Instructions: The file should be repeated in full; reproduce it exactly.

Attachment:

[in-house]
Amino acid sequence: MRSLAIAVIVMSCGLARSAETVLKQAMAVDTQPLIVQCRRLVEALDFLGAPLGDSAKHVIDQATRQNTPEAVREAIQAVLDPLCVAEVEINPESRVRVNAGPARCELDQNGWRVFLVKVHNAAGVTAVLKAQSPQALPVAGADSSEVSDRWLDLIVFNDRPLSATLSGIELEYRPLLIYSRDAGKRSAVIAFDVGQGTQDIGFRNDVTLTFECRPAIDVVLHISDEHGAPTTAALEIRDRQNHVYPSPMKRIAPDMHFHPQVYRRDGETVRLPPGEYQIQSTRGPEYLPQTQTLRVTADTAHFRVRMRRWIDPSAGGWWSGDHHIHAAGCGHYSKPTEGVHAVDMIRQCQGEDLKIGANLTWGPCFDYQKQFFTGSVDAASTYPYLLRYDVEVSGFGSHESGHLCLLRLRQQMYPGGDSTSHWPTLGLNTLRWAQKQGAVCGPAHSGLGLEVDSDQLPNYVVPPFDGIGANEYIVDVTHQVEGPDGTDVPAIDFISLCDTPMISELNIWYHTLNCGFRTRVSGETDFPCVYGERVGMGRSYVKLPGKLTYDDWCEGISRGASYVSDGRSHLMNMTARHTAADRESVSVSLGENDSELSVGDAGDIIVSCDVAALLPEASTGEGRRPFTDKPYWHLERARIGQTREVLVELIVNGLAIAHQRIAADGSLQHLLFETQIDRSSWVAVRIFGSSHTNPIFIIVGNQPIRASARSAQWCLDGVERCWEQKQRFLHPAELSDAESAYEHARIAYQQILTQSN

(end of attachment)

[in-house]
Amino acid sequence: MRSLAIAVIVMSCGLARSAETVLKQAMAVDTQPLIVQCRRLVEALDFLGAPLGDSAKHVIDQATRQNTPEAVREAIQAVLDPLCVAEVEINPESRVRVNAGPARCELDQNGWRVFLVKVHNAAGVTAVLKAQSPQALPVAGADSSEVSDRWLDLIVFNDRPLSATLSGIELEYRPLLIYSRDAGKRSAVIAFDVGQGTQDIGFRNDVTLTFECRPAIDVVLHISDEHGAPTTAALEIRDRQNHVYPSPMKRIAPDMHFHPQVYRRDGETVRLPPGEYQIQSTRGPEYLPQTQTLRVTADTAHFRVRMRRWIDPSAGGWWSGDHHIHAAGCGHYSKPTEGVHAVDMIRQCQGEDLKIGANLTWGPCFDYQKQFFTGSVDAASTYPYLLRYDVEVSGFGSHESGHLCLLRLRQQMYPGGDSTSHWPTLGLNTLRWAQKQGAVCGPAHSGLGLEVDSDQLPNYVVPPFDGIGANEYIVDVTHQVEGPDGTDVPAIDFISLCDTPMISELNIWYHTLNCGFRTRVSGETDFPCVYGERVGMGRSYVKLPGKLTYDDWCEGISRGASYVSDGRSHLMNMTARHTAADRESVSVSLGENDSELSVGDAGDIIVSCDVAALLPEASTGEGRRPFTDKPYWHLERARIGQTREVLVELIVNGLAIAHQRIAADGSLQHLLFETQIDRSSWVAVRIFGSSHTNPIFIIVGNQPIRASARSAQWCLDGVERCWEQKQRFLHPAELSDAESAYEHARIAYQQILTQSN